Intended for healthcare professionals

The dermal anchor - an evolving trend

Andrew Atkinson MD Resident Physician Romeo Lucas DO Resident Physician Charles Hux MD Perinatologist, Jersey Shore University Medical Center, New Jersey, USA A 22-year-old, morbidly obese Caucasian female, who was 38 weeks pregnant, presented to the emergency room with complaints of sudden onset of diffuse abdominal pain accompanied by nausea and vomiting. This was the patient’s first pregnancy and her prenatal course had been uncomplicated thus far. The patient denied any medical or surgical history, she was given intravenous hydration and labs were drawn. When the labs returned, the diagnosis of acute pancreatitis was made, as evidenced by an amylase of 2,188 u/l and a lipase of 3,154 u/l with all other labs within normal limits. At that point, the patient was sent to have a right upper quadrant ultrasound to rule out gallstone pancreatitis.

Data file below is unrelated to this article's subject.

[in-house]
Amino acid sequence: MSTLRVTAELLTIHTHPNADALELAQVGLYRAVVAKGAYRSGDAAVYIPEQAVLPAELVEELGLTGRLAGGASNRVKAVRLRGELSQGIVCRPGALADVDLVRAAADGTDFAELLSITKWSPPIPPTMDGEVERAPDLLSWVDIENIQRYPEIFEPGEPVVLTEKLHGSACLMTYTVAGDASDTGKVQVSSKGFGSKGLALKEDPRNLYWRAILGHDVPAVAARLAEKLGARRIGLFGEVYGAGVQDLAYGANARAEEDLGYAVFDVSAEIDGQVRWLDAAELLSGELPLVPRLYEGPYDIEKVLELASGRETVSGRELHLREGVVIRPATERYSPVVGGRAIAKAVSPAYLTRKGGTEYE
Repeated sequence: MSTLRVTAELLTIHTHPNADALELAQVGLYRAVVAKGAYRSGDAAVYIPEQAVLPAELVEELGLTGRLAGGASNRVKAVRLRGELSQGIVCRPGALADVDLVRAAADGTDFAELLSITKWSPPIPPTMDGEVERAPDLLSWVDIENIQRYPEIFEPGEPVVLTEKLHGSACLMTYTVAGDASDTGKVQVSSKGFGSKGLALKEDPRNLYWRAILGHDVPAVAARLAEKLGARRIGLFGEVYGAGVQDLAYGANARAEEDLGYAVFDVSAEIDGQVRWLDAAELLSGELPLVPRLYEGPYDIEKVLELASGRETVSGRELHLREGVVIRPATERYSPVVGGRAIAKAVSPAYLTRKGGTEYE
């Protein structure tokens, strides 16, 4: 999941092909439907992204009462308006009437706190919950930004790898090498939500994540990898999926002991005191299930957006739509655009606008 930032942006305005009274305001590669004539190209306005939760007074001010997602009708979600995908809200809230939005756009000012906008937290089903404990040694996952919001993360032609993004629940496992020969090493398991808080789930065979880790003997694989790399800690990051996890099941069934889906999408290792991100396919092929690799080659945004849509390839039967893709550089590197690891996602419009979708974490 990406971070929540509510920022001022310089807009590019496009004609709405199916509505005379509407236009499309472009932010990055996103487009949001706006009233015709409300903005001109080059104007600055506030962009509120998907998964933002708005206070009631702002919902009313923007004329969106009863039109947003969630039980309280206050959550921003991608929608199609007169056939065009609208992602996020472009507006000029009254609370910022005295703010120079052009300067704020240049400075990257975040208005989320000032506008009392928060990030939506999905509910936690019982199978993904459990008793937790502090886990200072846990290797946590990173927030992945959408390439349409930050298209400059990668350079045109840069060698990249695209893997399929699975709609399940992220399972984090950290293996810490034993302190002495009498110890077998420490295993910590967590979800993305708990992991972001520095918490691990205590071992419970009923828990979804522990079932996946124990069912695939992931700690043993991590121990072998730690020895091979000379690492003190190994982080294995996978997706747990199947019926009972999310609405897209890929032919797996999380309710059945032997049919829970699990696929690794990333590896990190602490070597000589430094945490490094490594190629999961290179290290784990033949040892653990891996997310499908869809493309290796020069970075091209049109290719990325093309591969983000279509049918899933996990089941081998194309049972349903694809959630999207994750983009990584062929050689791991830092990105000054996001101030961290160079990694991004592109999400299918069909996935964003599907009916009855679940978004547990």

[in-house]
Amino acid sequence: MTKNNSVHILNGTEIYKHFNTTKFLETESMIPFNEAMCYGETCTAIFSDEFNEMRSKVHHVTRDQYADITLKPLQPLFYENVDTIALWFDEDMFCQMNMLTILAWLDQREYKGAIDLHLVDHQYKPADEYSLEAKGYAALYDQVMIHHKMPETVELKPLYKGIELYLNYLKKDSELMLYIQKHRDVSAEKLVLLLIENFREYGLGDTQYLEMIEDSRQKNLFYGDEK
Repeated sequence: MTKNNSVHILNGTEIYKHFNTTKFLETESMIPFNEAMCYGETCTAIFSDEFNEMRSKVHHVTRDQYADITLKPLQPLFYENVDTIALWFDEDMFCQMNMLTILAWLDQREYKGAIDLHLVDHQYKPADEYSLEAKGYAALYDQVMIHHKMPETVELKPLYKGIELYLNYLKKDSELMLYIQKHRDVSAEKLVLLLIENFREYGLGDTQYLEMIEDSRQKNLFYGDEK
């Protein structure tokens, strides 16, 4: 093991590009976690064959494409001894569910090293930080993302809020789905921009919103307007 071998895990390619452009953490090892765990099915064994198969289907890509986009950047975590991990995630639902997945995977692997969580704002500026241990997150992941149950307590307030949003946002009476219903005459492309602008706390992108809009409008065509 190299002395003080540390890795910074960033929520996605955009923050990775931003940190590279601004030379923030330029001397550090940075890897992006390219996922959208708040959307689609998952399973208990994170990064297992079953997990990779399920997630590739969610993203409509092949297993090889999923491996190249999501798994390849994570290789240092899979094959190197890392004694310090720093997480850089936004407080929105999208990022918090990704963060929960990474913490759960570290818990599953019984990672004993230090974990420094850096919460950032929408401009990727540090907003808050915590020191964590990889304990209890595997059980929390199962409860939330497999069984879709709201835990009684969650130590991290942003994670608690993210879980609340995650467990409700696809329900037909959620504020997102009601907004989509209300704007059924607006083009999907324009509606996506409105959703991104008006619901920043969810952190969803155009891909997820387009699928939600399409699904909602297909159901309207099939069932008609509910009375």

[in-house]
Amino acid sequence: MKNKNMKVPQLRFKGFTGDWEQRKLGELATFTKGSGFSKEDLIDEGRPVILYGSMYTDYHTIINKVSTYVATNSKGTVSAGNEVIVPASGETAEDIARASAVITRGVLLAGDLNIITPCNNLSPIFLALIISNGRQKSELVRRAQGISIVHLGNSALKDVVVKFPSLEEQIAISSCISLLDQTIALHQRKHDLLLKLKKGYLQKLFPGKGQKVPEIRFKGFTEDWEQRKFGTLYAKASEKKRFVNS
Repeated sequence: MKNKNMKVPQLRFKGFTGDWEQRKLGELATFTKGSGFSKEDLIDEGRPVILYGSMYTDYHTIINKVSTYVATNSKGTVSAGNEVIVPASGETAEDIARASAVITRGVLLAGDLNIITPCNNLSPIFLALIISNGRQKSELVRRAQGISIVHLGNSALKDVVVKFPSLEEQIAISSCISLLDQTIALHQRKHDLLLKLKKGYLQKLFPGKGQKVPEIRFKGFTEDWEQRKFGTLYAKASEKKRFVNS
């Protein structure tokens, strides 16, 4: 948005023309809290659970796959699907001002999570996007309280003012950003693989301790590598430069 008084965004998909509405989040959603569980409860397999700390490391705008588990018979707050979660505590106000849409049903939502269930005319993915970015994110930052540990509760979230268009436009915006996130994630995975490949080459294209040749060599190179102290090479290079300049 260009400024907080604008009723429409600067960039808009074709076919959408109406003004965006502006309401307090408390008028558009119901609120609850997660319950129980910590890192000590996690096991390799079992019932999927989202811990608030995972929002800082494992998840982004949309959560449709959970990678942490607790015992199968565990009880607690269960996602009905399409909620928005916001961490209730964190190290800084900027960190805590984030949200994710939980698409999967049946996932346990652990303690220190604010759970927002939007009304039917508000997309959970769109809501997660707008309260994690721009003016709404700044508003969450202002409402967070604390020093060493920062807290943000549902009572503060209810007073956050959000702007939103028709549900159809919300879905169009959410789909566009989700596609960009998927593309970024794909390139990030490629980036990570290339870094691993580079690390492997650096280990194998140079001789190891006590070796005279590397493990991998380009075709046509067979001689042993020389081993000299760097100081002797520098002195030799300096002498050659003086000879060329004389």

Dermatology in practice 2013; 19(2): 19–21
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